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PERFECT FOR: Punks that are down for a futuristic musical journey

Black Futures
Photo Credit: Rob Blackham

WHO: Space and Vibes



Black Futures
Photo Credit: Rob Blackham


Cult icons Black Futures are the result of two collaborators Space and Vibes, the self-proclaimed future punk anarchists and experimental sonic scientists. Taking inspiration from the absurdity of everyday life, the nihilistic group fosters a naturally captivating aural experience with their industrial noise anthems.

In order to further explore the magnitude of human experience, the band isn’t afraid to situate themselves in extreme environment – from facilitating weathered troubadours in the Himalayas, to collaborating with Indian classical musicians in Mumbai, to facing off KGB operatives and radioactive fallout to record violas in Chernobyl.

Black Futures are an extraordinary outfit who always rise to the occasion and hit the bullseye with their innovation. It’s in their mantra that Black Futures don’t deal with the mundane. They are an escape from the humdrum. Expect nothing but a mesmerising soundscape with thunderous beats and laser-honed sounds.


Who are you and where do you come from?

Space and Vibes AKA Black Futures. We’re straight from the W.O.M.B on a magical mystery tour to the tomb trying to keep out the gloom.

Can you describe your music in three words?

Apocalypse Prevention Party.

How did you decide that you wanted to be a musician and what influences your musical style?

No choice only necessity. Live by the sword, die by the sword. It’s probably the overwhelming expanse of existence and an extreme will to revel in its mayhem. That and distortion.

What prompted you to create music in extreme situations like in the Himalayas and Chernobyl?

Well we very much have an ethos of taking ideas to the nth degree. To bring it from the hypothetical and push ourselves to the extreme to make it a reality. The project in Nepal was to document the songs of the country’s folk music troubadours. Walking from village to village singing often politically charged songs of injustice in the caste system. We mostly focused on the magnificent Hom Bahadur Gandharva, who has been referred to as the Nepali Woodie Guthrie. His voice is like 100-year-old leather and he hasn’t changed his sarangi strings in 50 years.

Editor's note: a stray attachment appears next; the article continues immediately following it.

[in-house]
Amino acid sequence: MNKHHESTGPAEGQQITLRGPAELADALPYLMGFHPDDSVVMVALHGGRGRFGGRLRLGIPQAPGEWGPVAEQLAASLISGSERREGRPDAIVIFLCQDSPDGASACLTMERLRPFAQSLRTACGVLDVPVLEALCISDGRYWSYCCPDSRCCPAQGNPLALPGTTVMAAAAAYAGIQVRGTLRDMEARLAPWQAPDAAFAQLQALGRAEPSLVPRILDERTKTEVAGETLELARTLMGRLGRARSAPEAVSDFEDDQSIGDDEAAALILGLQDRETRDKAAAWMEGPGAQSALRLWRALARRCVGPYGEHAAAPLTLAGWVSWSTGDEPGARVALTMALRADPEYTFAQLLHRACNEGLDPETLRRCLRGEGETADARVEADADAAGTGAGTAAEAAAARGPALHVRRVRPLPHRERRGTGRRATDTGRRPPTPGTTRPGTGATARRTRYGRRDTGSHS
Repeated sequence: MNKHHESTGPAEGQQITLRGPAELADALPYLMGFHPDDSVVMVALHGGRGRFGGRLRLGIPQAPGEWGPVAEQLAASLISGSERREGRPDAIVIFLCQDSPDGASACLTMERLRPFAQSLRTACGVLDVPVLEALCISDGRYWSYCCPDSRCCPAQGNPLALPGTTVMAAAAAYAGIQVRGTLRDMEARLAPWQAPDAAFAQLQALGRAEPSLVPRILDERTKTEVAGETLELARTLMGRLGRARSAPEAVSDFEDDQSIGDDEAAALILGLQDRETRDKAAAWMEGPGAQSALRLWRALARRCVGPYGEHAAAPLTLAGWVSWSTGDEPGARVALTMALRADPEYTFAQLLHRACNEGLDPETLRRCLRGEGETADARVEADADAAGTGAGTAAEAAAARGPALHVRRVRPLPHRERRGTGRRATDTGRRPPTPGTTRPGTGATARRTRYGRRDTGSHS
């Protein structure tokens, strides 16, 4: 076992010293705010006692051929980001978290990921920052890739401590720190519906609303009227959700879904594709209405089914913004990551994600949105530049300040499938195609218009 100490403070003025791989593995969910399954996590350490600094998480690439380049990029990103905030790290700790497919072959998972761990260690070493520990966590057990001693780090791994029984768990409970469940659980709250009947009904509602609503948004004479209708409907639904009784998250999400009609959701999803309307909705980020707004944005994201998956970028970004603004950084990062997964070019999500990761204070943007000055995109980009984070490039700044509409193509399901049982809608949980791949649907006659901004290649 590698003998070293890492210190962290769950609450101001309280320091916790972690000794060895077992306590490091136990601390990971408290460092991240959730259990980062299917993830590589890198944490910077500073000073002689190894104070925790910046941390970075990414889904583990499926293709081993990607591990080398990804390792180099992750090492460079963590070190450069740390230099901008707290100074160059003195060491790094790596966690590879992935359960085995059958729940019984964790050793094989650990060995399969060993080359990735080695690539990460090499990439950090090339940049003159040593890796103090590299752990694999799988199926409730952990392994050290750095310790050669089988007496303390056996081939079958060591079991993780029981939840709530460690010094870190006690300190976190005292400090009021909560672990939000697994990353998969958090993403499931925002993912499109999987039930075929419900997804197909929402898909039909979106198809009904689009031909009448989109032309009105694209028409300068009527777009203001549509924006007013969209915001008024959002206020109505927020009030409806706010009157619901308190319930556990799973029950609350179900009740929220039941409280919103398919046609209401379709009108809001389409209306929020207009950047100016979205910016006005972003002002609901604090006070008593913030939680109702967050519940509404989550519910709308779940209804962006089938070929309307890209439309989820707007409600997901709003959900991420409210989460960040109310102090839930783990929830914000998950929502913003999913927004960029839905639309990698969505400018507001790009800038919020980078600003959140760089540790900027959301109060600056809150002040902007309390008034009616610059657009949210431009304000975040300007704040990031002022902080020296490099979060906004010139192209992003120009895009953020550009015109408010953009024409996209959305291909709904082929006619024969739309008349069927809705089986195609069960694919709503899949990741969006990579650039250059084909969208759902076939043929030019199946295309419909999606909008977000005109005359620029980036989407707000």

What happened in Chernobyl?

We ended up in Chernobyl much to the label’s dismay working on a series of compositions for film with the theme of nuclear fallout. In my world you don’t just sit in a cosy studio dreaming, you go to the source. The stories of locals, the reverb of abandoned cities, the samples of rusting metal, crunch of gas masks under foot. Cover ups, heroics and sacrifice deserve first-hand exploration. We had some incredibly brave classical musicians with us, a documentary film maker and our inside man Igor on the adventure. This was some time ago just as the Ukrainian uprising was kicking off. Things were getting heated in Kiev and the energy was sketchy to say the least. We were followed, monitored and watched. Our guide was often taken off for questioning. All of the video footage ended up being erased on our way out the country ‘allegedly’. Both of these projects were before Black Futures was a glint in our eyes! But this spirit of pushing ideas to the maximum and physically exploring the world with music as a mission has carried through. From building sculptures in the desert to guerrilla gigs in abandoned cold war facilities. MAXIMUM!

What kind of collaboration you did with the Indian musicians in Mumbai? Who are they?

This was for a film music project. A culture clash of Western underground electronic music and devotional Indian classical music. We also collaborated with some Rajasthani folk musicians. Their voices are incredible, absolutely ripping! The Indian classical guys all moonlighted as Bollywood session players and had a really good understanding of western music. This was such a mad opportunity to be geeks together! Sharing knowledge, ideas and generally being punks (laughs). It felt very much like a cultural exchange. Mumbai is an incredible place. It’s fucking brimming with life. Layers on layers of history, colour, culture and madness.

Is there a subculture that inspires the way you dress?

We’re into all counterculture. If it screams nonconformity and freedom of expression, we dig it! Zero fucks!

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